Byline: Aileen Mehle

Giving a marvelous party is an art. Giving a fabulous party is an art form. As I once wrote in the preface to John Loring’s “Tiffany Parties” book, all fabulous parties, national and international, “share three things in common — imagination, a desire to dazzle and delight, and a transcendent guest list.” A magnificent setting adds to the glamour, and beautiful, beautifully dressed women are the jewels in the crown. Crucial are brilliant planning and organization.
In recent years, the truly fabled parties have included such glorious galas as the Baron and Baroness Guy de Rothschild’s Proust Ball at Ferrieres, their spectacular chateau outside Paris; the brilliant Oriental Ball given by the elegant Baron Alexis de Rede at the Hotel Lambert, one of the most beautiful private houses in Paris; that matchless host, Bolivian tin king Antenor Patino, and his Spanish-born wife Beatriz’s great ball at their far-flung finca in Portugal (and let’s not overlook their moonlit gathering of international society at the opening of Las Hadas, their Moorish-styled hotel in Mexico); Sao Schlumberger of the oil equipment millions’ Portuguese extravaganza at the Schlumberger finca where the hostess, standing in the midst of the azulejos lining her picturesque grotto, turned an uninvited movie star away at the door; Rosemarie Kanzler’s Orientalist-themed party at her lovely white house on the sea in Greece with the hostess dressed like the sultan’s favorite, cooks flown in from Morocco just to make the couscous, and 16 private yachts steaming in for the party, disgorging guests dressed in everything from one transparent veil, not seven, to a yellow, tent-like chadur with only tiny slits for eyes worn by a French-born English duchess; Lily and Edmond Safra’s villa-warming of La Leopolda, their fantastic residence in the South of France, decorated by Renzo Mongiardino, a showplace done in the greatest of taste, and Sandra and Ricky di Portanova’s nonstop parties at their dramatic Acapulco pleasure dome where a dozen white, life-size, plaster camels ruminate on the huge terrace.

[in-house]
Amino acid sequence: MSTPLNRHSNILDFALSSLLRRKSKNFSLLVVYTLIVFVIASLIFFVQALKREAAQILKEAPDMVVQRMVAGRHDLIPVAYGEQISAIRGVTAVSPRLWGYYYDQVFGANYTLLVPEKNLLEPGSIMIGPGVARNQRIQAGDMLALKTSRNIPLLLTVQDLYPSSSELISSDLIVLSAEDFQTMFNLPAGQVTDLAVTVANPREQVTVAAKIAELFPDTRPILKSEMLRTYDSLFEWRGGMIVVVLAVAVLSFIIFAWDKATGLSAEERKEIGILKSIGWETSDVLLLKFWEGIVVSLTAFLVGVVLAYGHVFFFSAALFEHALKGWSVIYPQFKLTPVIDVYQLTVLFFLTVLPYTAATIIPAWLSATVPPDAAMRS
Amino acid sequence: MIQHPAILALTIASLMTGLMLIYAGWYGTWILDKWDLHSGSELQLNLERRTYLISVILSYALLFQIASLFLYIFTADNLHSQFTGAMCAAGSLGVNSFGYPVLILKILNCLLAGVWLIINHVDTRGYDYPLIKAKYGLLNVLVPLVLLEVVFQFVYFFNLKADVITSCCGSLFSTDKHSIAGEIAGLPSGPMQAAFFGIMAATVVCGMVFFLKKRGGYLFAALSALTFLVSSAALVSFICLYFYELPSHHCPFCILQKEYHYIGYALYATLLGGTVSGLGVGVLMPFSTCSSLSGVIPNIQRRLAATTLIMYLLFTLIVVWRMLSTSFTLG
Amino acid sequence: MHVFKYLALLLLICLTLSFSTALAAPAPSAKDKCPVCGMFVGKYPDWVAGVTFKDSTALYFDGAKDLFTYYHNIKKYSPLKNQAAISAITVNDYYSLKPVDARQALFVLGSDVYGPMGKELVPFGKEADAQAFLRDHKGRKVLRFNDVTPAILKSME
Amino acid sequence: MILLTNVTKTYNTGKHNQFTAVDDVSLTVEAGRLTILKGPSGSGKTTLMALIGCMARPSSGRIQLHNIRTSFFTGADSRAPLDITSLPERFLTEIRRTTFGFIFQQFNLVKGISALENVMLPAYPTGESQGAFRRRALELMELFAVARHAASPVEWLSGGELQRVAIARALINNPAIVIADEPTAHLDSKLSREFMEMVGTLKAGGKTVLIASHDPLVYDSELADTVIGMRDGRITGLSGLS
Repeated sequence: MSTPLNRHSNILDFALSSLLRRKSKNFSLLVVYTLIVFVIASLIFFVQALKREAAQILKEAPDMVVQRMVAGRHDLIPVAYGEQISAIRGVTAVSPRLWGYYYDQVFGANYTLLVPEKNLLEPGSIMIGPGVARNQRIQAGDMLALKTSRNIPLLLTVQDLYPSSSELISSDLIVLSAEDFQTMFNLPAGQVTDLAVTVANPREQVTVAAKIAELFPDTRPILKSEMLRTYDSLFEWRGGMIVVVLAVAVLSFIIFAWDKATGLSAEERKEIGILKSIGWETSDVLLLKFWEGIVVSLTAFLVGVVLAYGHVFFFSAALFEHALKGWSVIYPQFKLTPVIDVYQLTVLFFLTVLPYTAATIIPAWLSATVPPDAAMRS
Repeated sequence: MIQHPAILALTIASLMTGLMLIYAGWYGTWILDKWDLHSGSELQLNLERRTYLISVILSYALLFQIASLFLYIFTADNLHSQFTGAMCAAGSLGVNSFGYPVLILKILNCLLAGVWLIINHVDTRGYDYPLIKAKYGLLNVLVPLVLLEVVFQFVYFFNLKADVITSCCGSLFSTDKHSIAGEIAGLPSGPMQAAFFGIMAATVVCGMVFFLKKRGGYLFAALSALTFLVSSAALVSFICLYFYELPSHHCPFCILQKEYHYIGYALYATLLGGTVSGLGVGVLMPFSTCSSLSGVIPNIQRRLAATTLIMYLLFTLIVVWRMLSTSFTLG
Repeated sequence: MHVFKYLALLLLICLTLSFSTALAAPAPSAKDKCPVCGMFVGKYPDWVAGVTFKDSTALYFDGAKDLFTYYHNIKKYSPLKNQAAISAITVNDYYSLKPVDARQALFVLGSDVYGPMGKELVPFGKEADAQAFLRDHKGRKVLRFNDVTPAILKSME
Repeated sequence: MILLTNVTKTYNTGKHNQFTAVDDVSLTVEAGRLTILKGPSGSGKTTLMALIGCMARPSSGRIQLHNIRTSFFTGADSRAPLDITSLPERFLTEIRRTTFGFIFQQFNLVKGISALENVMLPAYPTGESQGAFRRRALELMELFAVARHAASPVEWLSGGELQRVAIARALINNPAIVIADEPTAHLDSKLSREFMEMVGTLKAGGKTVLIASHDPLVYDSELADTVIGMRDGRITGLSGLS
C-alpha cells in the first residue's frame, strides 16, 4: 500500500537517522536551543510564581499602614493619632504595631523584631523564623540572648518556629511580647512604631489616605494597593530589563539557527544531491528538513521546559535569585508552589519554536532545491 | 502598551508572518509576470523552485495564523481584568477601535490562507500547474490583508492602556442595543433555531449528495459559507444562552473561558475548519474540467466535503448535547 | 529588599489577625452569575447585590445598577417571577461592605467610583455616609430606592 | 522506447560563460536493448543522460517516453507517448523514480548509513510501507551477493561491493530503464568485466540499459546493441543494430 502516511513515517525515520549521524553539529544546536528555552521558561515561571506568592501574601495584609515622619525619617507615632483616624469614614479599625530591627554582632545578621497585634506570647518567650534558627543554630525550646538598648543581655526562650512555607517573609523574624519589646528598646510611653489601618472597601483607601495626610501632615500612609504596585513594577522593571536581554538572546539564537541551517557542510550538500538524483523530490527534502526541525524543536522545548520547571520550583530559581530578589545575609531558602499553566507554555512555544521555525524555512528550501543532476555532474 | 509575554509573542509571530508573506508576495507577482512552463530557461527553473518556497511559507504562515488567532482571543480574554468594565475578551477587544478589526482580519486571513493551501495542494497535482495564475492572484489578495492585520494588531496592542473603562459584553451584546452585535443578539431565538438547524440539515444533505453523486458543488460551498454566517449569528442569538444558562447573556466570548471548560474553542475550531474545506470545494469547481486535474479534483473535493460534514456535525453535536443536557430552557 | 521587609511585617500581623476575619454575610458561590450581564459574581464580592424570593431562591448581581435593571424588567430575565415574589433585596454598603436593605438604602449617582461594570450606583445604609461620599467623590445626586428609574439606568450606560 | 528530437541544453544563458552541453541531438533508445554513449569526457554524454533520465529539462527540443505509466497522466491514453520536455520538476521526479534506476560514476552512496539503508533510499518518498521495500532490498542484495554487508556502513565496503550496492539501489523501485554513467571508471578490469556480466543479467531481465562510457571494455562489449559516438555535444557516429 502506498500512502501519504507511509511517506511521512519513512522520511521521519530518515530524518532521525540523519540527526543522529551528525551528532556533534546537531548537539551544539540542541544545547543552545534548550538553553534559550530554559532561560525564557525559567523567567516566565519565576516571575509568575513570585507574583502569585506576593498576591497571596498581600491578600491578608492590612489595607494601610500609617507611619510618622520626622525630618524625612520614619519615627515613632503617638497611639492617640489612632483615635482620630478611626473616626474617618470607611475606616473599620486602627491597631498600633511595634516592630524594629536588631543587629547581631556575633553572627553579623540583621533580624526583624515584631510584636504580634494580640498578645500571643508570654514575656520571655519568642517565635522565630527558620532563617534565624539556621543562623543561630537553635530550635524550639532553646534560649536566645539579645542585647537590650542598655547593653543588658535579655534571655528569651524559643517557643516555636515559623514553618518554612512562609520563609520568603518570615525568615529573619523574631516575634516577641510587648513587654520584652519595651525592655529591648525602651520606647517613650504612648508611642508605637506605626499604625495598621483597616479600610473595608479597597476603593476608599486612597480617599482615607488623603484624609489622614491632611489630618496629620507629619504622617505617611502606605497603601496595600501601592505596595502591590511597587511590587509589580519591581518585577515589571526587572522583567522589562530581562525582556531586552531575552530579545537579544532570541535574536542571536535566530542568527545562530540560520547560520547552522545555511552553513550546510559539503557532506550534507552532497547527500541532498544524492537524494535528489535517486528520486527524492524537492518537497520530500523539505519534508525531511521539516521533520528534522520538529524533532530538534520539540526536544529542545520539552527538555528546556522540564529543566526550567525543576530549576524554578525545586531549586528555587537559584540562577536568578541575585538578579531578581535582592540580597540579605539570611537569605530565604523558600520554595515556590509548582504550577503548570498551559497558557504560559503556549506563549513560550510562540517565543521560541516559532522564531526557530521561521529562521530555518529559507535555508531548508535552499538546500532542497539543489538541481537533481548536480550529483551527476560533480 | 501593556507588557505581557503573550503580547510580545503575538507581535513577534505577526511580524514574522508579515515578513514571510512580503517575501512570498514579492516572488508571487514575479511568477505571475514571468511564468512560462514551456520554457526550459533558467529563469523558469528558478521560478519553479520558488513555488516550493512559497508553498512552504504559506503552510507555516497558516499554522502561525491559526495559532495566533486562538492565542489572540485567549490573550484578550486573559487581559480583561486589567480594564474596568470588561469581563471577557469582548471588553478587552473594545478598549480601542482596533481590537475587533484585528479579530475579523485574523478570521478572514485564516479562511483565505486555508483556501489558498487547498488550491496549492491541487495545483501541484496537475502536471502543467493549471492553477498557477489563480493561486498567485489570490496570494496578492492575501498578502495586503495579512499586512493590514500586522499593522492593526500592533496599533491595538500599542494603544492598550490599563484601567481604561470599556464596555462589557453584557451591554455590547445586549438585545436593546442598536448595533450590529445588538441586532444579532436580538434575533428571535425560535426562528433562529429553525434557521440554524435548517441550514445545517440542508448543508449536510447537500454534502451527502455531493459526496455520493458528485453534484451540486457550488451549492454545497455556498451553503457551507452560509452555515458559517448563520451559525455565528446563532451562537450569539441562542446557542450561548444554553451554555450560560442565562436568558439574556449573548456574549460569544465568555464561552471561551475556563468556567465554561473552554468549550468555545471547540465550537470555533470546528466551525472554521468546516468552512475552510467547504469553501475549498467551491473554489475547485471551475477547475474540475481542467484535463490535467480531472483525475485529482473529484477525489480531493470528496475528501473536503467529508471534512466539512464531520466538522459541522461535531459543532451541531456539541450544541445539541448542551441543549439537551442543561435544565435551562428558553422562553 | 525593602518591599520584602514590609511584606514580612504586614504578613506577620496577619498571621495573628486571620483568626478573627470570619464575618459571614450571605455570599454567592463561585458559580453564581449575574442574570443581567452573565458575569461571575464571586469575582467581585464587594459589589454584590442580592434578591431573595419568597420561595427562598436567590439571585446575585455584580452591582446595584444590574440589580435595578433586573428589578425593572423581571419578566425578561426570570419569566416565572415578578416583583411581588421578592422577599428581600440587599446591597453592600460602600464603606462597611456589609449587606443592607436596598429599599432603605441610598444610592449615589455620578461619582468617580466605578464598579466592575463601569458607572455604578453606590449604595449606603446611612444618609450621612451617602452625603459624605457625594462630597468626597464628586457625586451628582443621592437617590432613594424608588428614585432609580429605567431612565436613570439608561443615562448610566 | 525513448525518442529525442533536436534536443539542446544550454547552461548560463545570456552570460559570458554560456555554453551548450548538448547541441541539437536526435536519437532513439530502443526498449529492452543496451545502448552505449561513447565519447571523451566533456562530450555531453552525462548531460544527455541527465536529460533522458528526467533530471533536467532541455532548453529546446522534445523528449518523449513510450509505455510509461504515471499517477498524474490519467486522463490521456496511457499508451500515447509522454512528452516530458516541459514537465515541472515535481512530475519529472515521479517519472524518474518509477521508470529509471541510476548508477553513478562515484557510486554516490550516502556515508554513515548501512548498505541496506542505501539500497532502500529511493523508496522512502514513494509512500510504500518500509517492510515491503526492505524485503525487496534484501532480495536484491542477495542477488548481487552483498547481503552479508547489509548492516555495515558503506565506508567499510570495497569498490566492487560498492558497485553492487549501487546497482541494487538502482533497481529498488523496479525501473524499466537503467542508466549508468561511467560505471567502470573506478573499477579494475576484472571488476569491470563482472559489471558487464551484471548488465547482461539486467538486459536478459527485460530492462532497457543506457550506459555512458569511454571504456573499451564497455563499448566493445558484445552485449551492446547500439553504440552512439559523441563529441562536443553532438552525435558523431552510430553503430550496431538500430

Whatever the extravagance of their revels, the Europeans scarcely have a corner on the fabulous party market. Consider Truman Capote’s legendary Black and White Masked Ball at the Plaza in New York where that mischievous elf, who had planned the fete six months ahead, gleefully greeted an incredible guest list of stars of society, the arts and government. Consider the magic celebration given by Mrs. Henry J. (Drue) Heinz II for her husband’s 75th birthday at the superb Heinz townhouse on Sutton Square, a carnival cum street fair with guests in Gay Nineties costumes, sheep grazing on the lawns stretching down to the East River and three connecting tents in the garden. And who can forget the harvest ball given before they split by Patricia and John Kluge, one of the richest men in the world? Held at their Virginia manor house midst thousands of rolling acres, guests were treated to rides in antique carriages, pheasants en plumage and the awesome sight of prize-winning, blooded bulls in the stables.